William Nuschler Clark, Jr.: The Case for the Hall of Fame
Will Clark made his major league debut in 1986 against Nolan Ryan and the Houston Astros. In his first major league at bat against Nolan Ryan, he hit a home run.
What a way to start a career.
He has a career batting average of .303, slugging percentage of .497, 284 career home runs, two silver slugger awards, 2,176 career hits, 1,205 runs batted in, and was a six time all star.
In 1989, he barely lost the batting title to Tony Gwynn and came in second in the N.L MVP, losing to teammate Kevin Mitchell.
These stats seem respectable but maybe not really Hall of Fame numbers, right?
What if Will Clark had taken steroids?
Would he have had injury plagued seasons through out his career?
Would he have missed 47 games in his rookie year due to an elbow injury?
Maybe, maybe not.
A main reason why athletes take performance enhancers is not only to gain speed and power, but to build endurance and to prevent injury over a long grueling season.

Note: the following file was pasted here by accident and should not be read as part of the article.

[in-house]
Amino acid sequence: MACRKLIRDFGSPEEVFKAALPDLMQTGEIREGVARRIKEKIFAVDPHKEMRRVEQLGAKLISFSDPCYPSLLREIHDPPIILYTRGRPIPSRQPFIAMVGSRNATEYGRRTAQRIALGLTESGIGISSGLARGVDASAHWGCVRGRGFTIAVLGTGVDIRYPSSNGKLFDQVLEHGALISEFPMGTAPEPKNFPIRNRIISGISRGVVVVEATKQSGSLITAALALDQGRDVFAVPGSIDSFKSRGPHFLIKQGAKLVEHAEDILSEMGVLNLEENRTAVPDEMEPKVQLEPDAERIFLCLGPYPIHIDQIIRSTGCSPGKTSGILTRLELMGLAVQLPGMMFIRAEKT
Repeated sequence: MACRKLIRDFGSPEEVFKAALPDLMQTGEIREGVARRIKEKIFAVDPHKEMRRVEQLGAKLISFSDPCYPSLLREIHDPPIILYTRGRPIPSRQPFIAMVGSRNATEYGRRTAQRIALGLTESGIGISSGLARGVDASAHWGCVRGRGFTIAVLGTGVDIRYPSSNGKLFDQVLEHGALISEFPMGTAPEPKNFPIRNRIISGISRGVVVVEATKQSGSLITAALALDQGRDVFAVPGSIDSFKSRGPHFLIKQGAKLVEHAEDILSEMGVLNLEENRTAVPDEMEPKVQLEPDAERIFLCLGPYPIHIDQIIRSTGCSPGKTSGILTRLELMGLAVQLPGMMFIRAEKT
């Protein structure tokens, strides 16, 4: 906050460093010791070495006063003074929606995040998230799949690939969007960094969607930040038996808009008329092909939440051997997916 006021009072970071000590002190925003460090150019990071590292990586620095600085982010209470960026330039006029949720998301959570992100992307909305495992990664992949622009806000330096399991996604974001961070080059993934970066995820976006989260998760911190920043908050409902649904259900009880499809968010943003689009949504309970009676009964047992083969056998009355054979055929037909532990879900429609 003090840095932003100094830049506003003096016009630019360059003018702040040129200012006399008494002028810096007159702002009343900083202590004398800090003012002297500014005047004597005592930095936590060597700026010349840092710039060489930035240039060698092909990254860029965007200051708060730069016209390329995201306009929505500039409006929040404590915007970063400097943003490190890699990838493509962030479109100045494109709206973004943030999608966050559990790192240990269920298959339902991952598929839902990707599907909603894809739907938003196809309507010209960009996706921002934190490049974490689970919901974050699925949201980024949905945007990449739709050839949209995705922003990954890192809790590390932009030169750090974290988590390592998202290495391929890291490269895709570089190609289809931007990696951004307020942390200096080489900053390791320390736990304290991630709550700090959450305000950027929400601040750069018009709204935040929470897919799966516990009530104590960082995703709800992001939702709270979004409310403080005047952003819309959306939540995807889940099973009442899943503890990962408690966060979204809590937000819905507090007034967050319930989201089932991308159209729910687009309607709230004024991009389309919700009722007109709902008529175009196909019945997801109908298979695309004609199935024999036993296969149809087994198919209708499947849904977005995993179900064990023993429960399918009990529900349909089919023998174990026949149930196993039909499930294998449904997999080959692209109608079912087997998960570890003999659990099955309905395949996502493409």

Go to the web site, The Baseball Cube.com, type in Will Clark, and compare him to Barry Bonds. The numbers are drastically different, and Will Clark was a legitimate clean player. Barry Bonds' stats are definitely inflated and Will Clark still has a better career batting average than him.
The reason why pitchers and catchers cover their mouths during mound visits is because of Will Clark.
During the 1989 pennant against the Cubs, he read Joe Girardi's lips when he was talking to Greg Maddux on the mound about how to pitch to Clark.
Will Clark hit a home run off of Maddux.
So if the Hall Of Fame committee wants to make a statement against voting in steroid users such as Bonds and McGwire, vote in a guy who played the game right, who left it all out on the field.
William Nuschler Clark, Jr.
What is the duplicate article?
Why is this article offensive?
Where is this article plagiarized from?
Why is this article poorly edited?